Suddenly, Rangoonwala is into a routine about the name: "I thought of My Buns, His Buns, Her Buns, and I came up with Eurobuns because 'Euro' was the buzz word then and it soun-ded great.

"You will have definitely eaten Eurobuns whether you know it or not. If you go to a KFC, you have my buns. If you go to the movies, you have my hotdogs. If you go to Morrisons you have my French bread. If you go to the pub, you have my salad baps."

The manufacture of these weapons of mass consumption (Eurobuns is KFC's exclusive European supplier, for example) is Rangoonwala's, erm, bread-and-butter business, with a turnover of some £40m and more than 400 employees.

The icing on the cake is the P1 circuit. Rangoonwala's eyes light up when he talks about the project, which he has been building up for four years. "We have 22 teams and 12 races. Each Grand Prix has two races – one endurance and one technical. This is a test of the individual skills of the pilots and the racers."

Last year's British race around the Isle of Wight attracted 65,000 spectators, apparently, and was broadcast on 33 TV channels across the world. Rangoonwala recognises he has work to do to raise the P1 profile and attract more sponsorship, even though present sponsors include the likes of Coutts & Co and Fiat.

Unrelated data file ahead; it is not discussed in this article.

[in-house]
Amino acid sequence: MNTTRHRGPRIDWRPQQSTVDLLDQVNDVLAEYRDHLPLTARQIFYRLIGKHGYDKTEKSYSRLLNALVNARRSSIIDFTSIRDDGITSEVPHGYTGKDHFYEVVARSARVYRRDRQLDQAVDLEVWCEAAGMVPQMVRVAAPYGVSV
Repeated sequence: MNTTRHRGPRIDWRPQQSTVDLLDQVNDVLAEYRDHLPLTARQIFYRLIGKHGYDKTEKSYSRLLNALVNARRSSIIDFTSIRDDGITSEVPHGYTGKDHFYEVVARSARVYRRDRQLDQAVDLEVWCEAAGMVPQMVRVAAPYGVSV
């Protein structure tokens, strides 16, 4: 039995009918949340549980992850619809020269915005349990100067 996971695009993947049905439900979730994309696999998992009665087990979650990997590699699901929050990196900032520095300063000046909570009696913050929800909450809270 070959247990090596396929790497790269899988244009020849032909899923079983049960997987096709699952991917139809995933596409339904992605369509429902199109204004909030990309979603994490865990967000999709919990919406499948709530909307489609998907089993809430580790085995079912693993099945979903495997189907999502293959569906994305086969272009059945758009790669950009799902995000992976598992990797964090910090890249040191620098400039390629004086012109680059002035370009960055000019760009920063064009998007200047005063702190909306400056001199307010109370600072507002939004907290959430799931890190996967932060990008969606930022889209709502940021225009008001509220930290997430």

"It took Bernie Ecclestone 15 years to get the TV companies to pay him for Formula One coverage," says Rangoonwala. "I'm not expecting anything less than that – although I think the market's demanding more content."

The final element of his portfolio is Swanbourne, a £1bn property venture that provides "essential housing" for the likes of students and key workers.

"Swanbourne is a management company backed by three entrepreneurs including myself," he explains. "One of the others is New Look founder Tom Singh.

"I came up with the concept of student housing about five years ago, because I saw there was a huge requirement for it. My children were at university and, when I went to see the digs, I thought they were ridiculous. They were sad. I thought there was a lot of room, and the facilities that are available today are archaic, just tragic."

So is there a pastoral side to his business? "There is to an extent – it's part of corporate social responsibility. At the end of the day, if we do well and get rewarded for it, that's another thing."

This is altruism with a copper-plated bottom line: the plan is to sell the portfolio to institutional investors in five to seven years. Already the preferred accommodation supplier to the University of Huddersfield, Swanbourne manages a portfolio of £200m with more than £700m in the pipeline.

So do all the razzmatazz and cash and burger buns constitute success? At first, Rangoonwala offers the straight business answer: "I think maybe the most successful man, when he dies, is the one with the most notches on his gun. I am a very competitive person. I do not like losing."

But he is much more cuddly than that. His real values come from home, and the resilience he discovered in himself after he dropped out of school: "Strength comes from my family. My father taught me everything. It's possible to fail at something but you've got to have the courage to get back up and start walking again."